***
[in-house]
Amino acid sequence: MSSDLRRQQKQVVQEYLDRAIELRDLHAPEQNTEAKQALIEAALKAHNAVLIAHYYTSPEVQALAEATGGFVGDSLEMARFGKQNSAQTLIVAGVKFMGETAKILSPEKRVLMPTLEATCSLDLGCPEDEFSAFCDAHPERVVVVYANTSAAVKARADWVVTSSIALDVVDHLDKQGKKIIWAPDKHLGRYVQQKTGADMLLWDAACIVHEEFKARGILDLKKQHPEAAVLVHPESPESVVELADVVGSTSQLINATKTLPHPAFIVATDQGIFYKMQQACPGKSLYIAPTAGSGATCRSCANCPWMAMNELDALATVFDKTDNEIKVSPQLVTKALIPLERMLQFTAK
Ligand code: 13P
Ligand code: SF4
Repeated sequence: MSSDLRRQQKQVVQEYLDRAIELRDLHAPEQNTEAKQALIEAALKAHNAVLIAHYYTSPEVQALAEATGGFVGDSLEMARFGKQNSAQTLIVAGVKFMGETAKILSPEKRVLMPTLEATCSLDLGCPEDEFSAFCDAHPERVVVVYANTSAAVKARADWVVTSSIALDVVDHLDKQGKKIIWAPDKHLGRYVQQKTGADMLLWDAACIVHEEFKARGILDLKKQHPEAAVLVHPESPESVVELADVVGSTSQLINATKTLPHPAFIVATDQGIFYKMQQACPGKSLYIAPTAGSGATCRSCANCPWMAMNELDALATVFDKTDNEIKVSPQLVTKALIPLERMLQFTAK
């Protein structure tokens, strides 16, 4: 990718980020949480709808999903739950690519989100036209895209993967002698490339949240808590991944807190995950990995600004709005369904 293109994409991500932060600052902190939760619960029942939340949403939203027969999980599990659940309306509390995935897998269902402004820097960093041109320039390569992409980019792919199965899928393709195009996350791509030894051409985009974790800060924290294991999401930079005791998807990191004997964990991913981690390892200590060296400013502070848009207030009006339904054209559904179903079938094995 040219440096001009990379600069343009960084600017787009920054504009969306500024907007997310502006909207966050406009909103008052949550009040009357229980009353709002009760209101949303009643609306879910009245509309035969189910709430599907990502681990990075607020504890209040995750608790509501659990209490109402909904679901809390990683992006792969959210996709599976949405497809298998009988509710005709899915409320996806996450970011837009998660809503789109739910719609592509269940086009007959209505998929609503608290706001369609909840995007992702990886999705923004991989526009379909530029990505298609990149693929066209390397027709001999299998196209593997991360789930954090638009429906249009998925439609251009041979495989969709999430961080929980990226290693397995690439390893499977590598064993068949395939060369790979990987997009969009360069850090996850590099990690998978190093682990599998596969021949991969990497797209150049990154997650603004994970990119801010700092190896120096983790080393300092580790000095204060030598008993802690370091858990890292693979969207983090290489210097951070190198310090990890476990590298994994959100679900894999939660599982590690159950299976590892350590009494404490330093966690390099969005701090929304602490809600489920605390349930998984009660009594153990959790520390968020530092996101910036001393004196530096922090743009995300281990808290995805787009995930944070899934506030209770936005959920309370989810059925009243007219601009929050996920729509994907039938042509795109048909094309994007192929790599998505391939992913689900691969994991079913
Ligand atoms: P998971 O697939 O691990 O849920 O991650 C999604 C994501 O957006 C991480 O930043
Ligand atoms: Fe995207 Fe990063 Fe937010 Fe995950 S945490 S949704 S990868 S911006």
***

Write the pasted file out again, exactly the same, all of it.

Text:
[in-house]
Amino acid sequence: MSSDLRRQQKQVVQEYLDRAIELRDLHAPEQNTEAKQALIEAALKAHNAVLIAHYYTSPEVQALAEATGGFVGDSLEMARFGKQNSAQTLIVAGVKFMGETAKILSPEKRVLMPTLEATCSLDLGCPEDEFSAFCDAHPERVVVVYANTSAAVKARADWVVTSSIALDVVDHLDKQGKKIIWAPDKHLGRYVQQKTGADMLLWDAACIVHEEFKARGILDLKKQHPEAAVLVHPESPESVVELADVVGSTSQLINATKTLPHPAFIVATDQGIFYKMQQACPGKSLYIAPTAGSGATCRSCANCPWMAMNELDALATVFDKTDNEIKVSPQLVTKALIPLERMLQFTAK
Ligand code: 13P
Ligand code: SF4
Repeated sequence: MSSDLRRQQKQVVQEYLDRAIELRDLHAPEQNTEAKQALIEAALKAHNAVLIAHYYTSPEVQALAEATGGFVGDSLEMARFGKQNSAQTLIVAGVKFMGETAKILSPEKRVLMPTLEATCSLDLGCPEDEFSAFCDAHPERVVVVYANTSAAVKARADWVVTSSIALDVVDHLDKQGKKIIWAPDKHLGRYVQQKTGADMLLWDAACIVHEEFKARGILDLKKQHPEAAVLVHPESPESVVELADVVGSTSQLINATKTLPHPAFIVATDQGIFYKMQQACPGKSLYIAPTAGSGATCRSCANCPWMAMNELDALATVFDKTDNEIKVSPQLVTKALIPLERMLQFTAK
């Protein structure tokens, strides 16, 4: 990718980020949480709808999903739950690519989100036209895209993967002698490339949240808590991944807190995950990995600004709005369904 293109994409991500932060600052902190939760619960029942939340949403939203027969999980599990659940309306509390995935897998269902402004820097960093041109320039390569992409980019792919199965899928393709195009996350791509030894051409985009974790800060924290294991999401930079005791998807990191004997964990991913981690390892200590060296400013502070848009207030009006339904054209559904179903079938094995 040219440096001009990379600069343009960084600017787009920054504009969306500024907007997310502006909207966050406009909103008052949550009040009357229980009353709002009760209101949303009643609306879910009245509309035969189910709430599907990502681990990075607020504890209040995750608790509501659990209490109402909904679901809390990683992006792969959210996709599976949405497809298998009988509710005709899915409320996806996450970011837009998660809503789109739910719609592509269940086009007959209505998929609503608290706001369609909840995007992702990886999705923004991989526009379909530029990505298609990149693929066209390397027709001999299998196209593997991360789930954090638009429906249009998925439609251009041979495989969709999430961080929980990226290693397995690439390893499977590598064993068949395939060369790979990987997009969009360069850090996850590099990690998978190093682990599998596969021949991969990497797209150049990154997650603004994970990119801010700092190896120096983790080393300092580790000095204060030598008993802690370091858990890292693979969207983090290489210097951070190198310090990890476990590298994994959100679900894999939660599982590690159950299976590892350590009494404490330093966690390099969005701090929304602490809600489920605390349930998984009660009594153990959790520390968020530092996101910036001393004196530096922090743009995300281990808290995805787009995930944070899934506030209770936005959920309370989810059925009243007219601009929050996920729509994907039938042509795109048909094309994007192929790599998505391939992913689900691969994991079913
Ligand atoms: P998971 O697939 O691990 O849920 O991650 C999604 C994501 O957006 C991480 O930043
Ligand atoms: Fe995207 Fe990063 Fe937010 Fe995950 S945490 S949704 S990868 S911006």